In another life, I wrote about California water policy. So it was with some nostalgia that I saw this LA Times story come across a local water policy email list:
The cost of dismantling the dam that created Yosemite’s Hetch Hetchy Reservoir and restoring the glacial gorge that John Muir considered one of the national park’s scenic treasures could range from $3 billion to nearly $10 billion, according to a state report released Wednesday.
Both critics and supporters of the fiercely debated proposal to return the flooded valley to its natural state seized on the state Department of Water Resources report as good news.
Opponents in San Francisco, which relies on the reservoir for its crystal-clear water and its hydropower, said the lofty price estimates should kill the fanciful idea once and for all.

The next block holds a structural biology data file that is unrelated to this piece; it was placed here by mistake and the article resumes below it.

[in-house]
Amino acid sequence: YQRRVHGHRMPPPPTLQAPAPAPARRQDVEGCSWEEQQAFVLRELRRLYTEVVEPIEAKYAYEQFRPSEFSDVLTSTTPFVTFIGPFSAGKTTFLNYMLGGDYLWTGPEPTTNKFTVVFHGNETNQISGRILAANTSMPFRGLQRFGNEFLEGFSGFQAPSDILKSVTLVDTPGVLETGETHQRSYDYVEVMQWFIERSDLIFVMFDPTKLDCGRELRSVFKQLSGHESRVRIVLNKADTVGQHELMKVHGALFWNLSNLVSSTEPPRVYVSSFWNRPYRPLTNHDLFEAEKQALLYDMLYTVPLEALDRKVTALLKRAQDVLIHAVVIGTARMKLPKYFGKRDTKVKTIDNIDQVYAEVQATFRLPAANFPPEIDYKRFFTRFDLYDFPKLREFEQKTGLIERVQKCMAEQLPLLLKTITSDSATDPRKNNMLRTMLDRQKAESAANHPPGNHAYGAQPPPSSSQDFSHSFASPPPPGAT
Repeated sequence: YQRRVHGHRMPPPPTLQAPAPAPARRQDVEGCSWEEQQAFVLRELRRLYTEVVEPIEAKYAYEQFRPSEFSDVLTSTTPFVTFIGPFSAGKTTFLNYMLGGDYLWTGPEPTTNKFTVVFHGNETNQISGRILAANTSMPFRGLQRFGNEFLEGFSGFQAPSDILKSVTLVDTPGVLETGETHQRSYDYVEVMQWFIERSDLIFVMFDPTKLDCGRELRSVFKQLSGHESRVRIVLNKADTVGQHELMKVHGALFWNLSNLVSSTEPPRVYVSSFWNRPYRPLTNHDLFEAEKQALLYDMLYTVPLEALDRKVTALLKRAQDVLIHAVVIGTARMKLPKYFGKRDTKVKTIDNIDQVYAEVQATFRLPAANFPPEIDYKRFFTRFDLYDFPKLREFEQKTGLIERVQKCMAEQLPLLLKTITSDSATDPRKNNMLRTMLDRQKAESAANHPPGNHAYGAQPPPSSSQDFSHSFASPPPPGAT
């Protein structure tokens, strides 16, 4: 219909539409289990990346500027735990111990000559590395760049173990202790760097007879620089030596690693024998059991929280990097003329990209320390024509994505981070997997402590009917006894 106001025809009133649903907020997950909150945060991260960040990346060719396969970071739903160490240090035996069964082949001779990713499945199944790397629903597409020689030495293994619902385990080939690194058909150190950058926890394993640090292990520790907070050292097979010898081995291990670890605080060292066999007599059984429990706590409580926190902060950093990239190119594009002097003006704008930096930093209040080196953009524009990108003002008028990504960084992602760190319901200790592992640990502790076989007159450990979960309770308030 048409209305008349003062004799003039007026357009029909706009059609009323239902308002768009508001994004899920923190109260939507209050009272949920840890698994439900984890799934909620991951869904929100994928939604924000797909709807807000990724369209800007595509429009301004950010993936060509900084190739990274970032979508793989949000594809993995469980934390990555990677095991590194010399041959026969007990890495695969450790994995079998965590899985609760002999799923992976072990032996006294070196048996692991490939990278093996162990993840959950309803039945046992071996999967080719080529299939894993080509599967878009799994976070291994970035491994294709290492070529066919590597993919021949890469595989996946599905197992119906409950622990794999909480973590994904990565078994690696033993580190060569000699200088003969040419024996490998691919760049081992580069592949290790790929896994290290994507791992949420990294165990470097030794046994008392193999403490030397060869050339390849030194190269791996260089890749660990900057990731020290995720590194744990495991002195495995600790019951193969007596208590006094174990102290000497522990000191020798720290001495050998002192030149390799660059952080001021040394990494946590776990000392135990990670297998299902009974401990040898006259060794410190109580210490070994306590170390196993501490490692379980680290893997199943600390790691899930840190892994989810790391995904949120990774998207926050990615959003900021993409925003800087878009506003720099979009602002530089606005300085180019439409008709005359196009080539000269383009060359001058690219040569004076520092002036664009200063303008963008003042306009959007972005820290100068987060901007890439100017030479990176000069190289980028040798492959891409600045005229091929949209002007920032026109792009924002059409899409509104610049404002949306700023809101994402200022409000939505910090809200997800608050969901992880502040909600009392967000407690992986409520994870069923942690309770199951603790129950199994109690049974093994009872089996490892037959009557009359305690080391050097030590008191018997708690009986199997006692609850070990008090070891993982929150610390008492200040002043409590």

“This assessment should lay to rest the idea that draining the Bay Area’s main source of water warrants further study, particularly in a state that needs more water and more clean power, not less,” said Susan Leal, general manager of the San Francisco Public Utilities Commission.
But the group of environmentalists pushing to topple O’Shaughnessy Dam — the towering wall of concrete completed in 1923 that put Hetch Hetchy Valley under 300 feet of water — said the 62-page state report underscores that the project, though pricey, is feasible.
Back in the ’80s, when I was writing about this stuff, Reagan Administration Interior Secretary Don Hodel proposed removing O’Shaugnessy Dam and restoring the magnificent Hetch Hetchy Valley. It was wonderfully wacky, completely impractical, completely out of character for the Reaganites to side with the environmental left, and therefore a delightful story.
Nice to see it’s still completely impractical and yet won’t die.